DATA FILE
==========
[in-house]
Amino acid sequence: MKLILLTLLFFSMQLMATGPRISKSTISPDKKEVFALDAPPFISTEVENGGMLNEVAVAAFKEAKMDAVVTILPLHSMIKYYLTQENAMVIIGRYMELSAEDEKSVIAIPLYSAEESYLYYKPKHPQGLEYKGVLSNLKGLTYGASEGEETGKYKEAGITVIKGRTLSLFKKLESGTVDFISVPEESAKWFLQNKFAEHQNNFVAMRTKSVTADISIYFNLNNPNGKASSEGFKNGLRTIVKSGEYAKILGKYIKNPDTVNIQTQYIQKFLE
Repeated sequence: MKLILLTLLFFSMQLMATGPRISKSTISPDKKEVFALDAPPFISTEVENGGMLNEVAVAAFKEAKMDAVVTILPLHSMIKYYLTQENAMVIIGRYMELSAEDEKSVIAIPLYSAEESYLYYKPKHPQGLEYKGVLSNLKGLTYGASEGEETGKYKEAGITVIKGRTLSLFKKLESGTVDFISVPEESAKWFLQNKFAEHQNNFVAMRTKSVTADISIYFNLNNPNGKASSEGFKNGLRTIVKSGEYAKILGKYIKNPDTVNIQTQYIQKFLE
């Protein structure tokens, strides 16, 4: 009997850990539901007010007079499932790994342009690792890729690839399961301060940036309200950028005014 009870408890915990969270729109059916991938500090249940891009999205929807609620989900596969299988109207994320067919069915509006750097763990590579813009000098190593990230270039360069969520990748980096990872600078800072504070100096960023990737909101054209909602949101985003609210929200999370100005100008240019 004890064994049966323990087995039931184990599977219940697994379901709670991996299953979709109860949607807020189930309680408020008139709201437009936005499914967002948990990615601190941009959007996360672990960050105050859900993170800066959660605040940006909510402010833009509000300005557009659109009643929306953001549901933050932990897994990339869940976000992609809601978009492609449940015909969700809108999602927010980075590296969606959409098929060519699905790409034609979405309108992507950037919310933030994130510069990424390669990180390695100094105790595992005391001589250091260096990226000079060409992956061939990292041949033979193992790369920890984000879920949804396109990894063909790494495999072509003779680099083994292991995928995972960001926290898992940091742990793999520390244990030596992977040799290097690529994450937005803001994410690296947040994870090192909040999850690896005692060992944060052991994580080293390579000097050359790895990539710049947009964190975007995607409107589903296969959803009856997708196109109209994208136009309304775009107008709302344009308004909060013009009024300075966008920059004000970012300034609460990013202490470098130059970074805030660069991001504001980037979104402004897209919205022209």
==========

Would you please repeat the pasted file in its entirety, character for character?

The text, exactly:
[in-house]
Amino acid sequence: MKLILLTLLFFSMQLMATGPRISKSTISPDKKEVFALDAPPFISTEVENGGMLNEVAVAAFKEAKMDAVVTILPLHSMIKYYLTQENAMVIIGRYMELSAEDEKSVIAIPLYSAEESYLYYKPKHPQGLEYKGVLSNLKGLTYGASEGEETGKYKEAGITVIKGRTLSLFKKLESGTVDFISVPEESAKWFLQNKFAEHQNNFVAMRTKSVTADISIYFNLNNPNGKASSEGFKNGLRTIVKSGEYAKILGKYIKNPDTVNIQTQYIQKFLE
Repeated sequence: MKLILLTLLFFSMQLMATGPRISKSTISPDKKEVFALDAPPFISTEVENGGMLNEVAVAAFKEAKMDAVVTILPLHSMIKYYLTQENAMVIIGRYMELSAEDEKSVIAIPLYSAEESYLYYKPKHPQGLEYKGVLSNLKGLTYGASEGEETGKYKEAGITVIKGRTLSLFKKLESGTVDFISVPEESAKWFLQNKFAEHQNNFVAMRTKSVTADISIYFNLNNPNGKASSEGFKNGLRTIVKSGEYAKILGKYIKNPDTVNIQTQYIQKFLE
């Protein structure tokens, strides 16, 4: 009997850990539901007010007079499932790994342009690792890729690839399961301060940036309200950028005014 009870408890915990969270729109059916991938500090249940891009999205929807609620989900596969299988109207994320067919069915509006750097763990590579813009000098190593990230270039360069969520990748980096990872600078800072504070100096960023990737909101054209909602949101985003609210929200999370100005100008240019 004890064994049966323990087995039931184990599977219940697994379901709670991996299953979709109860949607807020189930309680408020008139709201437009936005499914967002948990990615601190941009959007996360672990960050105050859900993170800066959660605040940006909510402010833009509000300005557009659109009643929306953001549901933050932990897994990339869940976000992609809601978009492609449940015909969700809108999602927010980075590296969606959409098929060519699905790409034609979405309108992507950037919310933030994130510069990424390669990180390695100094105790595992005391001589250091260096990226000079060409992956061939990292041949033979193992790369920890984000879920949804396109990894063909790494495999072509003779680099083994292991995928995972960001926290898992940091742990793999520390244990030596992977040799290097690529994450937005803001994410690296947040994870090192909040999850690896005692060992944060052991994580080293390579000097050359790895990539710049947009964190975007995607409107589903296969959803009856997708196109109209994208136009309304775009107008709302344009308004909060013009009024300075966008920059004000970012300034609460990013202490470098130059970074805030660069991001504001980037979104402004897209919205022209």